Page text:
Although certification is an impressive goal (the project is expected be the first commercial gallery to achieve a LEED rating), other elements more directly affect the experience of the architecture, though in subtle ways. The most significant is the daylight entering through windows and skylights, which gently pulls visitors from space to space. There are also a few sleights of hand, including the loading dock ingeniously incorporated into the facade composition and concealed behind an oversized, frosted-glass sliding door. Such devices become apparent only gradually. The approach is 'the architectural equivalent of slow food,' says Selldorf. 'Not everything reveals itself at first glance.'
|Photo © Dean Kaufman
A conversation with: Annabelle Selldorf
Selldorf started her practice 25 years ago after working for Richard Gluckman Architects and Fox & Fowle Architects. Her first solo project was a 'tiny little' kitchen renovation, followed by the renovation of a kitchen and two baths, and then an apartment. Since that time, the scale and variety of her work has grown. The 50-person firm has designed both public and private spaces, including museums, libraries, and an almost-complete 125,000-square-foot recycling facility in Brooklyn. With the help of her three partners'Sara Lopergolo, Lisa Green, and Bill Bigelow'Selldorf is able to maintain involvement in all of the office's work and collaborate with the entire staff. 'It is an interesting reality that one person has to take a leadership role,' she says. 'But leadership isn't about pulling rank. It is about shaping a direction.'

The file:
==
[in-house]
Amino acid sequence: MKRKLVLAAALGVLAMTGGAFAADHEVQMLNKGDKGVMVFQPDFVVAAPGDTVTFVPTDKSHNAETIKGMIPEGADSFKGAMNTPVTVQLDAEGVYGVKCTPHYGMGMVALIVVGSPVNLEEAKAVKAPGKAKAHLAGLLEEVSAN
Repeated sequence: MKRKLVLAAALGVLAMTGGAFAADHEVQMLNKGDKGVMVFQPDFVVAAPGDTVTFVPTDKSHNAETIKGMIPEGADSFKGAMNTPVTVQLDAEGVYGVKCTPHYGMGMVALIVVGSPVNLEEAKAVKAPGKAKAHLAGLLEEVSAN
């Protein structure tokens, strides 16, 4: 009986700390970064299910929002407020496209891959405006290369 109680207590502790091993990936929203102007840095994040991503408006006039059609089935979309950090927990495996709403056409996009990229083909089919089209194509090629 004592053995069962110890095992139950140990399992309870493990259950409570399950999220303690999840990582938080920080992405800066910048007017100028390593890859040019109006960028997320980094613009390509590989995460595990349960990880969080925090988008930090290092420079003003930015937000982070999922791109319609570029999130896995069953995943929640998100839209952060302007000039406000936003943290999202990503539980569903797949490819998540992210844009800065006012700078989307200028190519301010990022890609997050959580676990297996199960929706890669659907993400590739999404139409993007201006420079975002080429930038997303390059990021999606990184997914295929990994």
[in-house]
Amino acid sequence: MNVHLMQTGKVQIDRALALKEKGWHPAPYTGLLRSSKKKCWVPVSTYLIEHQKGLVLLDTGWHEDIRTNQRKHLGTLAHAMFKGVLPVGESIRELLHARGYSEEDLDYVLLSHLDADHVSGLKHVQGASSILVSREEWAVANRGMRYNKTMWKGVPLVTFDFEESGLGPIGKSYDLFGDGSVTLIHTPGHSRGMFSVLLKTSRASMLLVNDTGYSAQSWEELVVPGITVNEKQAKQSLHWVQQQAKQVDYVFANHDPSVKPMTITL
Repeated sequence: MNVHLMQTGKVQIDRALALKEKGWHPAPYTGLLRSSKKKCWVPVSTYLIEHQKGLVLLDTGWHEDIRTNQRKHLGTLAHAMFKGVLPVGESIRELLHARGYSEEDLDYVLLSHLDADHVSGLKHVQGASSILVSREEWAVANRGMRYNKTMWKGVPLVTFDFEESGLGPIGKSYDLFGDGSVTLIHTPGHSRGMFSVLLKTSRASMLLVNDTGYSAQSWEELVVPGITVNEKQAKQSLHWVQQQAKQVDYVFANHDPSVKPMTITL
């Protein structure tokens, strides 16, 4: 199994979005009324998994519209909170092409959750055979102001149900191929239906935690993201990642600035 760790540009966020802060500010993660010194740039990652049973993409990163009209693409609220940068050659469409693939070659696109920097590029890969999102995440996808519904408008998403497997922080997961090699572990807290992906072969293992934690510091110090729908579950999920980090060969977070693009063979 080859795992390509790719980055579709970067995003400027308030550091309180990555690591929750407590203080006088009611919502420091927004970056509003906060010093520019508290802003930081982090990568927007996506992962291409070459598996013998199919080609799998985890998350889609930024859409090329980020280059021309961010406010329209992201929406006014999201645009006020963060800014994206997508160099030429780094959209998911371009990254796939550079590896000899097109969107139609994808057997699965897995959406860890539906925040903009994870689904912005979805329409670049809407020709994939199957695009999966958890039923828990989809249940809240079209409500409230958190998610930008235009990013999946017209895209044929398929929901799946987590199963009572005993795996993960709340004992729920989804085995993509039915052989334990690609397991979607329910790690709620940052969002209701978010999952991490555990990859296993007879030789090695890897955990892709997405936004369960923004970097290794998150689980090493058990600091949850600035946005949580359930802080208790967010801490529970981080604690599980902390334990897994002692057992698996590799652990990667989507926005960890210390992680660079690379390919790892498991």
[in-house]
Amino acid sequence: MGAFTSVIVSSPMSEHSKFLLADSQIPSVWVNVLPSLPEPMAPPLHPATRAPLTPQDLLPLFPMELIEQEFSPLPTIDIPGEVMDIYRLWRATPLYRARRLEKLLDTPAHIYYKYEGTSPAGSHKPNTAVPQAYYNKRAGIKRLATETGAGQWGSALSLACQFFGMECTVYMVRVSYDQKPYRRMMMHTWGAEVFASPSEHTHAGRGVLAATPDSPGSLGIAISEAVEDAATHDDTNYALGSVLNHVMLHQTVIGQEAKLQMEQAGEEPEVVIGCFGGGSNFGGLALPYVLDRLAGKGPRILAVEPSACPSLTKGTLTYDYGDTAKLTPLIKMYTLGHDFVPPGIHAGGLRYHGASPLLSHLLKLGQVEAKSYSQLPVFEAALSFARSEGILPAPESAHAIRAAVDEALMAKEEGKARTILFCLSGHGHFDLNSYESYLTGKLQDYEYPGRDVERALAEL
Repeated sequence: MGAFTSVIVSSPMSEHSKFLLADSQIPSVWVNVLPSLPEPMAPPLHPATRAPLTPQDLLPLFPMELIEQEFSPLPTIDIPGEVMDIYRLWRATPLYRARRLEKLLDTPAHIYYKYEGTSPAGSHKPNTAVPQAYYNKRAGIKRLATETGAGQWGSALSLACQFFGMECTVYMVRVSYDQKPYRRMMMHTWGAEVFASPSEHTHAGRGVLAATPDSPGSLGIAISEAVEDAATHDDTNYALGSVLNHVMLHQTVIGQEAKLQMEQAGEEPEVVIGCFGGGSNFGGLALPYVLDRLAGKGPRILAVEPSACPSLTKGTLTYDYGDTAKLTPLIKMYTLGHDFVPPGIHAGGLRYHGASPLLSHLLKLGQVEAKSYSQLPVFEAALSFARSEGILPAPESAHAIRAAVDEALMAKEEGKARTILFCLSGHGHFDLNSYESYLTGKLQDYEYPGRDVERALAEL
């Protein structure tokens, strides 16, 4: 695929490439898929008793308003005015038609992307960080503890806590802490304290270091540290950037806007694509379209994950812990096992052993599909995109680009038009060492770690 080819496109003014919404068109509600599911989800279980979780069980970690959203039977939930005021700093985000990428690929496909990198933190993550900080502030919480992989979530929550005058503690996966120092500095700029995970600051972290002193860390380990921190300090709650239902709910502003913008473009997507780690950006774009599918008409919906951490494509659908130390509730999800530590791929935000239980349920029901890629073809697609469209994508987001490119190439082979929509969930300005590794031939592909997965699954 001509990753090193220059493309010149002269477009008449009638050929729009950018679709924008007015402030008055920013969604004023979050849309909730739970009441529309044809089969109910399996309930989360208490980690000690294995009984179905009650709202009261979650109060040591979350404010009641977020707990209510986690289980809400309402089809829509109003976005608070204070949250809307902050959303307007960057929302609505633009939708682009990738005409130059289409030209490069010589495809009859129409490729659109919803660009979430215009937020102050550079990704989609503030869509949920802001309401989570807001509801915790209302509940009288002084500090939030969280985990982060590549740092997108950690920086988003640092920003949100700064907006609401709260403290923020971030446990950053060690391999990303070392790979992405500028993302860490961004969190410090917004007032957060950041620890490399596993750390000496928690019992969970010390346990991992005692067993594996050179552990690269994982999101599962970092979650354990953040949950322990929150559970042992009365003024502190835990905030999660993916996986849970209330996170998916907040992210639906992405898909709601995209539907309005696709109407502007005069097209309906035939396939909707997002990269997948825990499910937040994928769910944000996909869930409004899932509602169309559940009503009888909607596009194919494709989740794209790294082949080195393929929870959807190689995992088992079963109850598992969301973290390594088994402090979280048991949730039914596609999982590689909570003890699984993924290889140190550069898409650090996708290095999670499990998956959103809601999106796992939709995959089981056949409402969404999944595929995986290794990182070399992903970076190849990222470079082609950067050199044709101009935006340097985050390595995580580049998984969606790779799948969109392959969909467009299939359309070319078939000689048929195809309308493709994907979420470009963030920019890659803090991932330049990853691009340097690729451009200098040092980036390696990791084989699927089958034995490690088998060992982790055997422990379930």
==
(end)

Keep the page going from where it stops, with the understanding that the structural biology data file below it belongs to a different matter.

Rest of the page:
Owner: David Zwirner
Personnel in architect's firm who should receive special credit:
General contractor: Eurostruct
CAD system, project management, or other software used: AutoCAD 2013, THERM, WUFI
30,000 square feet
Artistic Windows & Doors, Custom Teak Storefront
Standing Seam Metal Roof – Main Exhibition Skylights
Store Front System:
A&G Marble, ¾” Travertine, Mocha, Honed Finish:
Dinesen Wood Floors, 12” White Oak:
DFB, Roman shades, Lanalino fabric
DFB Sol-r-shades, White fabric
Nulux, Washlux 3 incandescent wall washer
Edison Price-recessed track SLRR-Aluminum finish
Philips, stacklite metal halide wall washer track heads-STK MH T4-70-120 2C-UVF
Philips, stacklite halogen wall washer track heads – STK 150 WHT-UVF
Pinnacle, T8 linear fixtures
Other unique products: